Last saturday I was delighted to be back in Edinburgh for the International Book Festival. My event was on day one of the Festival fortnight, and this year it was the 30th anniversary - an especially special place and time to be there.
I was appearing with the acclaimed American author Lucy Ellmann, whose most recent book is called 'Mimi'. Our event, Literary Genius and Genius Loci, was chaired by the excellent Diana Hope, and we were back in the Writers' Retreat, the same stage I shared with Karl Ove Knausgaard last year - the setting for many happy memories of my first ever lit fest. Over the hour we talked about unlikely friendships, the isolating facets of grief, strong-minded female characters, conveying the spirit of a place, and a cat called Bubbles. As ever the Edinburgh crowd were a delight; lots of great questions, and friendly faces at the signing table in the bookshop afterwards. While A Heart Bent Out of Shape isn't out until September, an advance run of books were made available to Festival go-ers, and I couldn't resist a snap...
As soon as I'd finished one event, I was into the next. Like last year I'd volunteered to read for Amnesty, as part of their Imprisoned Writers series. Unlike last year... I didn't actually read... The piece that was given to me was by the Ugandan poet Jade Amoli-Jackson, from her collection Moving A Country. Jade's husband, sister and father were killed during a period of internal conflict, and her children abducted. She escaped from military captivity and sought refuge in England in 2001. In her poem 'Faded Dreams' she describes the experience of having to bribe soldiers for the release of her husband's headless body. It's an incredibly powerful poem. The language is sparse, each word weighty with emotion. It's graceful and heartbreaking and... very difficult to read. I'd practised it at home, and cried then, but I thought that on the day I'd be okay. The Amnesty events always attract great writers willing to read, and a packed audience wanting to listen, so I figured that I'd be able to rise to the occasion, and do Jade's words justice. In my introduction I talked about how, at a Festival such as Edinburgh, it's easy for a newbie author such as myself to get an inflated sense of their own worth. For a couple of days we get to swan about with our lanyards, enjoying our free coffee, surrounded by book lovers, talking about and signing our novels. And then we do an event like Amnesty and feel very small again - in the best possible way. Jade had spent a week at Totleigh Barton, the Devon Arvon house, just as I had, and I felt that that was a connection between us - just as by reading her poetry aloud on that day was another connection created.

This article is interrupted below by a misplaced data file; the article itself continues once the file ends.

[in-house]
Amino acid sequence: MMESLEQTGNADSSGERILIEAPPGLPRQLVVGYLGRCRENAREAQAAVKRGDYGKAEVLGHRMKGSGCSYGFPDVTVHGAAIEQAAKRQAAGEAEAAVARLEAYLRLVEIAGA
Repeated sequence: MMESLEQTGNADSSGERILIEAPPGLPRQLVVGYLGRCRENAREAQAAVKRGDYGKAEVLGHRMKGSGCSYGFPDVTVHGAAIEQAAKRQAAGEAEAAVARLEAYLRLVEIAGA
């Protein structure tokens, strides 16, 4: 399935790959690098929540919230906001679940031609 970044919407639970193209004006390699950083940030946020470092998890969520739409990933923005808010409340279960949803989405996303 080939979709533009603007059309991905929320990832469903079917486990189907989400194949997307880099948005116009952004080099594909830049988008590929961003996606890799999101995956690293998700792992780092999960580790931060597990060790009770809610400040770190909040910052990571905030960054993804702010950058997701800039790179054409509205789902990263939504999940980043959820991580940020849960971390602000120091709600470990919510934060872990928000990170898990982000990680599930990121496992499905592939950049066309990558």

But... I was barely through her biography when my emotions got the better of me, and I knew that I couldn't carry on. I'm not a pretty crier, I can't maintain a just-cracking voice, instead once I'm gone, I'm gone. As the tears came I did the only thing I could think of in that split-second, I bent to the mic and croaked 'this is a bit unorthodox, but could I ask my husband to come and read for me instead...' Bobby jumped up from his seat, all the way down at the back, and without any warning or preparation took to the stage and launched into the most beautiful reading of 'Faded Dreams'. I sat listening, trying to collect myself, feeling a bit of an amateur, but immeasurably glad that Jade's words were being read fluently, powerfully, and affectingly - just as they deserved to be. Thinking about it now I feel a bit foolish, and wish I'd been able to carry on reading with strength and grace, instead of breaking down. But then, isn't that what such an event is really about - genuinely stopping and thinking and feeling - so often we're guilty of sleepwalking through our own small and comfortable worlds. On balance, I think I'd rather be the kind of person who is torn up by a poem like 'Faded Dreams', and doesn't mind showing it. Jade Amoli-Jackson's collection is available to buy on Amazon. You should buy it. I think it's probably important that you do.
That night we celebrated the opening of the Festival, and its 30th anniversary, with a fabulous party in the Guardian Spiegeltent, a jumping band, and abundant drinks. I was thrilled to catch up with Jenny Brown, Founder Director of the Festival, who chaired my event last year, and it was a real treat to chat to Peggy Riley, another Headline author and Twitter pal. My ace publicity manager Ben Willis kept the drinks, and the gags, flowing. We rolled home to bed, 20 hours after we'd woken up in Bristol, and slept the sleep of the happy and weary.
Then woke up to this... sunday morning over the Edinburgh skyline.
2013 was, for me, another very memorable Edinburgh experience. I'll be back again in two weeks to watch my husband and his brother - The Etherington Brothers - do their thing on stage. I'll sit poised, just in case I'm needed to step in... but somehow I doubt that'll happen. Meanwhile we'll be heading to the Fringe to catch some music, some comedy, some anything... It's always good in Edinburgh.